What Does An Accounts Clerk Do?

Nov 10, 2017


‘Accounts clerk’ is one of those job titles that a small businessman looks at and ignores. Bookkeeping is boring and day-to-day accounts doubly so.

However, the pennies daily spent add up to hundreds of pounds at the end of the year.

Q: If someone offered you £850 as a no-strings Christmas bonus, would you take it?

Beware human psychology. People will fret a week over a £50 purchase and make a £5k purchase in a day. They quibble over spending £10 extra on a pair of shoes but keep a £30 p.m. cable-tv subscription going, even if they never watch it. They don’t bother sending and chasing up small invoices, because they’re focussing the big deals.

Small outgoings add up. An accounts clerk keeps track of these.

An account clerk does general clerical, accounting and bookkeeping support. Here is a list of what a typical clerk has in his job description:

– General payroll functions;
– Prepare and distribute payroll cheques;
– Prepare and submit customer invoices;
– Code and post receipt payments;
– Prepare and coordinate deposits;
– Perform account, bank and other reconciliations;

– General accounts-receivable functions;
– Monitor customer accounts for delayed payment and non-payment;
– General accounts payable functions;
– Check, verify and process invoices received;
– Prepare payments for signature;
– Sort, code and enter accounts payable data;
– Check for discrepancies and unpaid invoices;

– Process timesheets and overtime;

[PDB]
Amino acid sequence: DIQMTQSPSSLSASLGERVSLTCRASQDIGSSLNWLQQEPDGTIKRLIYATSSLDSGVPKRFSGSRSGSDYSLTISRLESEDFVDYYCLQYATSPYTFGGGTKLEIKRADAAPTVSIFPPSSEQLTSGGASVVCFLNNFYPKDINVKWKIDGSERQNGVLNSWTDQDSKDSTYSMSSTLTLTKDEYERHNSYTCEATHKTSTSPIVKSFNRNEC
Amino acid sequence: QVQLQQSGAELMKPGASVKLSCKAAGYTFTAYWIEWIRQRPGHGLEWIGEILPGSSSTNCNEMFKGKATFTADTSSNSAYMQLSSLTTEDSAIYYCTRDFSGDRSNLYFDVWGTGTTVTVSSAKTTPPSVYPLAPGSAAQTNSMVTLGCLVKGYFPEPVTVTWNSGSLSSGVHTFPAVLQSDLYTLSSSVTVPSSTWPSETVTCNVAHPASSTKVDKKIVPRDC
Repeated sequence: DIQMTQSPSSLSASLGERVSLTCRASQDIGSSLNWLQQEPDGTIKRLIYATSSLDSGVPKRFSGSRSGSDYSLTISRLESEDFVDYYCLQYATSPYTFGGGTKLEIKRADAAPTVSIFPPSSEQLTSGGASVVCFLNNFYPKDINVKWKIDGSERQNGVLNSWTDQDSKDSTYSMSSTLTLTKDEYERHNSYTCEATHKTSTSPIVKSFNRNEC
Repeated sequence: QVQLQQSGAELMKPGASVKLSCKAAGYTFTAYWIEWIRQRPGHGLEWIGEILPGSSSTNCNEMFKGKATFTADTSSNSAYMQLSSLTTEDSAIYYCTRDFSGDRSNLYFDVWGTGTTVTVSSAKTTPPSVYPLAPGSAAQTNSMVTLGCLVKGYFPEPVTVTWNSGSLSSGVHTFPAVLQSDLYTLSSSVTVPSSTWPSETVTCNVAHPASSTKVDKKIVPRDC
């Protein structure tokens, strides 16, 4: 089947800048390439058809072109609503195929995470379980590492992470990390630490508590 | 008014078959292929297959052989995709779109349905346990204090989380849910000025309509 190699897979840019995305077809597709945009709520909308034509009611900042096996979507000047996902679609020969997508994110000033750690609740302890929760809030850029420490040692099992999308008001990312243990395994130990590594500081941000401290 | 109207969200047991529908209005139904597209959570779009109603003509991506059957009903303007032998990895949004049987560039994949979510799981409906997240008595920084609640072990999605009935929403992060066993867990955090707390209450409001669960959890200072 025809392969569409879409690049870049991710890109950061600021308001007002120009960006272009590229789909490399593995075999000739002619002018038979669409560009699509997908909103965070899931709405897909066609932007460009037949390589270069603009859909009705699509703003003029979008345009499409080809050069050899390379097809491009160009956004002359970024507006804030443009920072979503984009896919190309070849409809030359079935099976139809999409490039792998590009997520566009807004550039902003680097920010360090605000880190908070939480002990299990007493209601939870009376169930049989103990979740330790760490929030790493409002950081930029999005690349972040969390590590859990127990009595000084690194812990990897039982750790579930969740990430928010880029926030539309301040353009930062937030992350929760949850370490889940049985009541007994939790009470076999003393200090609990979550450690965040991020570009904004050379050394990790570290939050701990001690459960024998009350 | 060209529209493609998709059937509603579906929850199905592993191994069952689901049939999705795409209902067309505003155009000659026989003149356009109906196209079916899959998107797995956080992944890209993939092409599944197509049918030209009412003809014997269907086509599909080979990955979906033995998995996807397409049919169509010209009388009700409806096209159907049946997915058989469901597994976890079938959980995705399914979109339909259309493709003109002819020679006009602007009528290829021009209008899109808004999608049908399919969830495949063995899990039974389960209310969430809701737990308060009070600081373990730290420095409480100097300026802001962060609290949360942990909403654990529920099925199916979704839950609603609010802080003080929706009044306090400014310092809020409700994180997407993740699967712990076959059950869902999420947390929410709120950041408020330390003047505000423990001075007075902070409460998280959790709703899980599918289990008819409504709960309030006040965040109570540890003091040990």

– Verify taxes;
– Verify other deductions;
– Monitor employee holiday and sick leave;
– Maintain accounts journals and ledgers;
– Assist in month-end reporting;
– Track and audit petty-cash;
– Assist with employee expense reports;
– General filing and administration.

Education and experience:

– A level education;
– 1 – 3 years experience in clerical accounting;
– Knowledge of accounting software;
– Knowledge of standard accounting and bookkeeping principles and procedures;
– MS Office experience;
– Accounting degree or diploma an advantage!

As you can see, this is not a job one should assign to a goofball with a C grade in media studies. A good bookkeeper is sober, able to do mental arithmetic and conscientious enough to check it with a calculator.

An organisation that can’t efficiently track income and expenditure is, at the very least, going to spend a lot of time resolving payment disputes. While accounts staff are not the most exciting bods, it is a rare company that does not let its accountant sit at the top table.

A company that does not get a firm grip of income and expenditure can face serious difficulties at financial year-end, even if outwardly things seem to be going well.

Conversely, a company that lets the bean-counters do their job can use their skills to weather the lean years in tranquility.